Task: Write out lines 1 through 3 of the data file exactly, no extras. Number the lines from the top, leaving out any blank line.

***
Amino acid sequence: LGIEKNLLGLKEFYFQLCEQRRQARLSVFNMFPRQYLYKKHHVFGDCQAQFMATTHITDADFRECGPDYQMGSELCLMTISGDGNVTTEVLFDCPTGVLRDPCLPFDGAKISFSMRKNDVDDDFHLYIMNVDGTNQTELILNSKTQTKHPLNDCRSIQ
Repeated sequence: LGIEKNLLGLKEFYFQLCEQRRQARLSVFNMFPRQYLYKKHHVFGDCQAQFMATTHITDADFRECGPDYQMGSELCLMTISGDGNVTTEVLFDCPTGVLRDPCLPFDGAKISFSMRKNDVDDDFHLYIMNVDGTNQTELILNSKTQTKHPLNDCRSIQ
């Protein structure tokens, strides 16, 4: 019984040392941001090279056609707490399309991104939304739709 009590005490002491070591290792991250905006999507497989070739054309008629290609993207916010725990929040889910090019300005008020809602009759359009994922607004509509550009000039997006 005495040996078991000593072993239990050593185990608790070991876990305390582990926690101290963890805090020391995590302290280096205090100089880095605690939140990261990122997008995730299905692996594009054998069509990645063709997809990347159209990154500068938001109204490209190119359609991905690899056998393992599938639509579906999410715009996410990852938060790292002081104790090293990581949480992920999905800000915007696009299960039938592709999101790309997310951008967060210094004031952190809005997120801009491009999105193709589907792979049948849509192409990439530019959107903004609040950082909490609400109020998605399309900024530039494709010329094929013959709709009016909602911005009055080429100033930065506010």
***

Amino acid sequence: LGIEKNLLGLKEFYFQLCEQRRQARLSVFNMFPRQYLYKKHHVFGDCQAQFMATTHITDADFRECGPDYQMGSELCLMTISGDGNVTTEVLFDCPTGVLRDPCLPFDGAKISFSMRKNDVDDDFHLYIMNVDGTNQTELILNSKTQTKHPLNDCRSIQ
Repeated sequence: LGIEKNLLGLKEFYFQLCEQRRQARLSVFNMFPRQYLYKKHHVFGDCQAQFMATTHITDADFRECGPDYQMGSELCLMTISGDGNVTTEVLFDCPTGVLRDPCLPFDGAKISFSMRKNDVDDDFHLYIMNVDGTNQTELILNSKTQTKHPLNDCRSIQ
């Protein structure tokens, strides 16, 4: 019984040392941001090279056609707490399309991104939304739709 009590005490002491070591290792991250905006999507497989070739054309008629290609993207916010725990929040889910090019300005008020809602009759359009994922607004509509550009000039997006 005495040996078991000593072993239990050593185990608790070991876990305390582990926690101290963890805090020391995590302290280096205090100089880095605690939140990261990122997008995730299905692996594009054998069509990645063709997809990347159209990154500068938001109204490209190119359609991905690899056998393992599938639509579906999410715009996410990852938060790292002081104790090293990581949480992920999905800000915007696009299960039938592709999101790309997310951008967060210094004031952190809005997120801009491009999105193709589907792979049948849509192409990439530019959107903004609040950082909490609400109020998605399309900024530039494709010329094929013959709709009016909602911005009055080429100033930065506010």